Copywriting Research for Beginners – Part Two
It’s not enough merely to understand the difference between primary and secondary research. You then need to decide what to do with it and how to present it. This is where a lot of newer copywriters feel overwhelmed or bogged down.
It helps to break this process down into four components:
- Hard fact
- Anecdotal information
- Your interpretation of your factual and anecdotal data
- Your final evaluation
Any good piece of copy is usually a mix of hard fact and anecdotal information.
- Facts add authority and invite the reader’s trust
- Anecdote adds color and human interest, piquing curiosity or empathy
- Interpretation has you examining probabilities and implications – seeking more proof of the most likely possibilities
- Final evaluation occurs when you decide on your strongest position and best angle
How It Works in the Real World
A fact is a piece of information that has its own objective life and can be proven. When you uncover a core fact, it can’t be changed by anything you think or feel.
Example: “A horse is a quadruped”. This can be proven.
Anecdotal information is what someone else tells you about a particular horse.
Example: “I just buried a horse that had a horn stub, right in the center of its forehead. Part unicorn, it was…”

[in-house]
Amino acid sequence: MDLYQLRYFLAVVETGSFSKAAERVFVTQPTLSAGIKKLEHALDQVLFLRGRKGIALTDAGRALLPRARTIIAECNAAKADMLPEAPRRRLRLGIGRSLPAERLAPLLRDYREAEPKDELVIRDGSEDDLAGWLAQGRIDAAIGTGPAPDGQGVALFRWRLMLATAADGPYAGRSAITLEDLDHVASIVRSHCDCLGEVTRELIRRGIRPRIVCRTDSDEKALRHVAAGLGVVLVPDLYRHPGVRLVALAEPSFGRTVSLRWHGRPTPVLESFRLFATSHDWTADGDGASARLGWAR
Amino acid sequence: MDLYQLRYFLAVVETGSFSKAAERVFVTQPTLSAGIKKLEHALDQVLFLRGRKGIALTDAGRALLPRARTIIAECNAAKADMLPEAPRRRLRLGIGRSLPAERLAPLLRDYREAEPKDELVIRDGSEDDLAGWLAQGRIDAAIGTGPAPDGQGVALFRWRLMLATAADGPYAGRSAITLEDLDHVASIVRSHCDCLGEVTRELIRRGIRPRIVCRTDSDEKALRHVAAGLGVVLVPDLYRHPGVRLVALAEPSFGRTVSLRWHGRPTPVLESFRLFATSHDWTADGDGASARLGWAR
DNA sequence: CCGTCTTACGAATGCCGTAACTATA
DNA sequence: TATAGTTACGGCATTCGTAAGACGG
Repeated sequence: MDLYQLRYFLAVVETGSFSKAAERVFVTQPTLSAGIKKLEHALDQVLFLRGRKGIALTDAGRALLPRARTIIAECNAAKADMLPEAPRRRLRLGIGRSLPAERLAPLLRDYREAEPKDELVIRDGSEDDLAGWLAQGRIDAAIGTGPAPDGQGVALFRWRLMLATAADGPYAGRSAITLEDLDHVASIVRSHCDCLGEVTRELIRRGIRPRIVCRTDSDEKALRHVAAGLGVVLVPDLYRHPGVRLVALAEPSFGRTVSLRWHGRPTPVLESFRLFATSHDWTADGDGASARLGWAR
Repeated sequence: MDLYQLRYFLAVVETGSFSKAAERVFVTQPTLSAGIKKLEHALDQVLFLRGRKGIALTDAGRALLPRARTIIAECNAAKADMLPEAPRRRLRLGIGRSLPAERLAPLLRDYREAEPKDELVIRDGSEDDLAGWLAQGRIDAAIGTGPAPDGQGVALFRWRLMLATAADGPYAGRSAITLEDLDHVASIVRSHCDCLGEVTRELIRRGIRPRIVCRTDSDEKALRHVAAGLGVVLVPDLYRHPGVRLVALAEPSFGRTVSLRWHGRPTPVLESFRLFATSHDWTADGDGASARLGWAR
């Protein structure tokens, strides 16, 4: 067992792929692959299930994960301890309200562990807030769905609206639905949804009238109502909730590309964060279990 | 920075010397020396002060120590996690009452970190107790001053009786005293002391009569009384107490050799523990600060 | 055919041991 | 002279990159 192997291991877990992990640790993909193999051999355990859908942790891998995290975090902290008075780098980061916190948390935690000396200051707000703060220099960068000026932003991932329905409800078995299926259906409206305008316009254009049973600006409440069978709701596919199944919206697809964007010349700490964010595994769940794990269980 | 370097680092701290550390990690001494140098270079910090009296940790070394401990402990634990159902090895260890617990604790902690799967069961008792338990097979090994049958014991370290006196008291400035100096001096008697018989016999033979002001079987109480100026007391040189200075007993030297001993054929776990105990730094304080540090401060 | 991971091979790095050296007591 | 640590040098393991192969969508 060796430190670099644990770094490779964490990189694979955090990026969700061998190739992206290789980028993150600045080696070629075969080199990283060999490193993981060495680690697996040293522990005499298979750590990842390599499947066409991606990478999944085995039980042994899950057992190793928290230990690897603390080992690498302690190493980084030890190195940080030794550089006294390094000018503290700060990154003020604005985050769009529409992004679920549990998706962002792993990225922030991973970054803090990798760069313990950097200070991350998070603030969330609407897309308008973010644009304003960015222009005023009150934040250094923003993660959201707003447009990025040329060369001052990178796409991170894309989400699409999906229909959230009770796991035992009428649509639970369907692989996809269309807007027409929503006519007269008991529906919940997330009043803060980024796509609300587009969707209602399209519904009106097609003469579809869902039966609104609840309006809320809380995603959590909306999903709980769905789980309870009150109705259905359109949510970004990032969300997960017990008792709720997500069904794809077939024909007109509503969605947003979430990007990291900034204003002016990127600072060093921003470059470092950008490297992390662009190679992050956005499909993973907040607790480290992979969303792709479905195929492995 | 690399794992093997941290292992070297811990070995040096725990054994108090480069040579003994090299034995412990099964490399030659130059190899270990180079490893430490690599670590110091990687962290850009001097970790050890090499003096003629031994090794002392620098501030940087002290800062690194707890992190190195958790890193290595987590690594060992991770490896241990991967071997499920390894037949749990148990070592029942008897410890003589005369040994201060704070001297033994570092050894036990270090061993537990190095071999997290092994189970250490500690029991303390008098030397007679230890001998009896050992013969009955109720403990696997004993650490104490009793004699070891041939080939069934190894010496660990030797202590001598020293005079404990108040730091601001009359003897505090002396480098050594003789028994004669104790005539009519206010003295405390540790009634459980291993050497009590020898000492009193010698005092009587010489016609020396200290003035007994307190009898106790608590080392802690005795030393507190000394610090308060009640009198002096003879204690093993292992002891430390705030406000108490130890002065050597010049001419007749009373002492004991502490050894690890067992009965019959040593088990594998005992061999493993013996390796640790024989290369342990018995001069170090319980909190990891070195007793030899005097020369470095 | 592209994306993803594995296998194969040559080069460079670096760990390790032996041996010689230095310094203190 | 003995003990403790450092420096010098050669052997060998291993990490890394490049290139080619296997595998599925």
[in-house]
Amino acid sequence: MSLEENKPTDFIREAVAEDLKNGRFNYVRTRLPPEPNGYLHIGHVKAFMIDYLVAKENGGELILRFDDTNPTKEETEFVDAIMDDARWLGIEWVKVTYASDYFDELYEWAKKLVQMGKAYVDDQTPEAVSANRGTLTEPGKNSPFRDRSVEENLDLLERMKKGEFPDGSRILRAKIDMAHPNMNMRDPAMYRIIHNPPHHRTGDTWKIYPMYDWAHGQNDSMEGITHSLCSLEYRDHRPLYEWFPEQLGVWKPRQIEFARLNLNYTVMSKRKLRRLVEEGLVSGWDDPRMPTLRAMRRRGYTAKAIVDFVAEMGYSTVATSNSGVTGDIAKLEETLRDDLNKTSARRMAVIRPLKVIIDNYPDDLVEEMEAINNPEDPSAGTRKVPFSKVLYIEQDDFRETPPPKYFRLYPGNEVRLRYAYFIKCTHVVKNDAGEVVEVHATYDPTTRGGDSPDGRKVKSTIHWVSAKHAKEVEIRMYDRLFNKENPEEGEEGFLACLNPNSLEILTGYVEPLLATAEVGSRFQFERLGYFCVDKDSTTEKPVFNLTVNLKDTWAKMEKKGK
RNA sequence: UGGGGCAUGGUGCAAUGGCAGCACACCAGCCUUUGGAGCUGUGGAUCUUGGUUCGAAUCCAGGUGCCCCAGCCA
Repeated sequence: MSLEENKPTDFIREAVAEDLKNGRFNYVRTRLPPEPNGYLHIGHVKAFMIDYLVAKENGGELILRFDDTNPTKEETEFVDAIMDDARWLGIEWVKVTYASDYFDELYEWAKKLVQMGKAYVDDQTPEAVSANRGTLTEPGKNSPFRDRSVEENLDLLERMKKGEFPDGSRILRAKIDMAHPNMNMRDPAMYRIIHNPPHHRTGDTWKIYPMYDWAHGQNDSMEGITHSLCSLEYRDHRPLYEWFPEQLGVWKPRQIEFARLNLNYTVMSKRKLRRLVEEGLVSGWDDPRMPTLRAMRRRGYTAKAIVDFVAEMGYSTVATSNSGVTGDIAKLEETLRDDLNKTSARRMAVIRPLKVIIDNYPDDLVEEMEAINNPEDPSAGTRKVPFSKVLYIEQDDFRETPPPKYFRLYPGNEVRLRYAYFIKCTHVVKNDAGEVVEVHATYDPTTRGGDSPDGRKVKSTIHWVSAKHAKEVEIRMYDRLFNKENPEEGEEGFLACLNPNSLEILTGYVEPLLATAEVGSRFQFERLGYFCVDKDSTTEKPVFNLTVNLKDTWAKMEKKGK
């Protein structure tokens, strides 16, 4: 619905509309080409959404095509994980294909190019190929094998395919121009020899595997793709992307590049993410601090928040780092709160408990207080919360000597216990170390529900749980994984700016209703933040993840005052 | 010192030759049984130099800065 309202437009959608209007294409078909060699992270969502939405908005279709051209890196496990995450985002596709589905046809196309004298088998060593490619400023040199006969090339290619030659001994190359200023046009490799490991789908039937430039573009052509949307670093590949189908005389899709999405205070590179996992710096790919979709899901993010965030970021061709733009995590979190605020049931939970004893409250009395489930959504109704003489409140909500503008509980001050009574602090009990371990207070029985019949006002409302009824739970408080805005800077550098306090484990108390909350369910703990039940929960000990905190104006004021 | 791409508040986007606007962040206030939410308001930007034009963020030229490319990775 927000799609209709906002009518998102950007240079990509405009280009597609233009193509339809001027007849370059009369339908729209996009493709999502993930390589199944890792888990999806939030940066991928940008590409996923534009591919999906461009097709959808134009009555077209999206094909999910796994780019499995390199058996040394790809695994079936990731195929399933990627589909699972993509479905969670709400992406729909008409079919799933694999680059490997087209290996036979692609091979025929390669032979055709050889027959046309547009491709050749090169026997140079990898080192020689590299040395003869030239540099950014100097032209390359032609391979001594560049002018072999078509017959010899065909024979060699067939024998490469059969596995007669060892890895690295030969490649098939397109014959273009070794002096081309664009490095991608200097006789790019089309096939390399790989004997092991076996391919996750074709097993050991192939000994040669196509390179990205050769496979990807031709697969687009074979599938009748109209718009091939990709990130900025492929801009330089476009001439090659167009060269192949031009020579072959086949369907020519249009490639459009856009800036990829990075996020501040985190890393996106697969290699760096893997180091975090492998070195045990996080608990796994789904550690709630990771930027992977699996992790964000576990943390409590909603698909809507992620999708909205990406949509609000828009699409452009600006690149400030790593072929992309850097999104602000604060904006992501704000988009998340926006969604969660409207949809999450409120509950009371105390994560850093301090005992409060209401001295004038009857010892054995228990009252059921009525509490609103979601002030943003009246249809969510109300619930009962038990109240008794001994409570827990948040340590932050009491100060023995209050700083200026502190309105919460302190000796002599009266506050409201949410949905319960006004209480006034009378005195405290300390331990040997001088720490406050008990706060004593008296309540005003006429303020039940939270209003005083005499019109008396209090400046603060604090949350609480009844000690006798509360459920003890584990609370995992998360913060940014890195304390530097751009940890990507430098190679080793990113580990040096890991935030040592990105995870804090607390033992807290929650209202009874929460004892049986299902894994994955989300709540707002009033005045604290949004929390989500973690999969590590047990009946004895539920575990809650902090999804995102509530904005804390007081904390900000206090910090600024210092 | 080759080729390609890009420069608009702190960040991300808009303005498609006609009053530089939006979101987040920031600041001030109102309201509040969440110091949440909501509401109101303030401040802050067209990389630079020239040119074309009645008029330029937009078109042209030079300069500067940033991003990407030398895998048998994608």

Interpretation consists of weighing the facts you know about horses versus the anecdote to theorize possible explanations, directions to follow – and angles.
Example: “Was it a rare species of goat? Is my source pulling my leg? Did the animal even exist? Maybe it had some physical abnormality? Did anyone else see it?”
You’re close to making a final evaluation here: You decide on a couple of strong possibilities and go find supporting evidence – photographs of the horse, people who saw it. You decide you need more primary data. You locate and interview a vet who once examined the animal. He tells you in his expert opinion, the `horn’ was simply abnormally granulated, hardened scar tissue from an old injury.
Final evaluation allows you to come up with the position you are going to take:
- If you are writing for a tabloid, you won’t bother interviewing the vet, but instead will take a sensationalist, 100% anecdotal angle: “Last Unicorn Unearthed in Wisconsin!”
- If you are writing for a fact-based equine magazine, you will lean heavily on your interview with the vet and write an article entitled: “Wounds and Granulation – What Vets Say You Should Do”.
- If you are writing for a children’s pony magazine, you might present a sentimental piece: “Why Betsy Will Always be My Perfect Unicorn”.
When you keep this system of evaluating your data always in mind – fact, data, anecdote and interpretation – it doesn’t matter whether you’re writing a sales letter or a short story: Strong, informed research will show you the way and gain the trust of clients and readers alike.
Filed under: Sales Copywriting